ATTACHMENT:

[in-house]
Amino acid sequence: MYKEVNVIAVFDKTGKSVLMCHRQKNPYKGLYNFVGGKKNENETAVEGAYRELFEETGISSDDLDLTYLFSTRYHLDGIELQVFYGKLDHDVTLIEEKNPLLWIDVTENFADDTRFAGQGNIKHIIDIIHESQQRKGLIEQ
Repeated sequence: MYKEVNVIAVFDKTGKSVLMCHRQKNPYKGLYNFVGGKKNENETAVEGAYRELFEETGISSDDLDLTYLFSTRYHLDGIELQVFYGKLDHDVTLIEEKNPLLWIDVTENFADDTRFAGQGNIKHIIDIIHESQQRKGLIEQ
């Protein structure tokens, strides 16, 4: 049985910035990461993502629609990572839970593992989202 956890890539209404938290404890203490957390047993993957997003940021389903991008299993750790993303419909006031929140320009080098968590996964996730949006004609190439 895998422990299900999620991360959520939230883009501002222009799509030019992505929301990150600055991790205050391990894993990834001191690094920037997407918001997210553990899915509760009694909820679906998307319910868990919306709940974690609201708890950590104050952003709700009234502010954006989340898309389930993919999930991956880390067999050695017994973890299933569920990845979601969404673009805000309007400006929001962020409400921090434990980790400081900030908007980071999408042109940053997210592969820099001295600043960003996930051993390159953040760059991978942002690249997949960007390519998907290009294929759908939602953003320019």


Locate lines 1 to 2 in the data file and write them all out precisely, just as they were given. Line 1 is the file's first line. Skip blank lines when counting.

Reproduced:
[in-house]
Amino acid sequence: MYKEVNVIAVFDKTGKSVLMCHRQKNPYKGLYNFVGGKKNENETAVEGAYRELFEETGISSDDLDLTYLFSTRYHLDGIELQVFYGKLDHDVTLIEEKNPLLWIDVTENFADDTRFAGQGNIKHIIDIIHESQQRKGLIEQ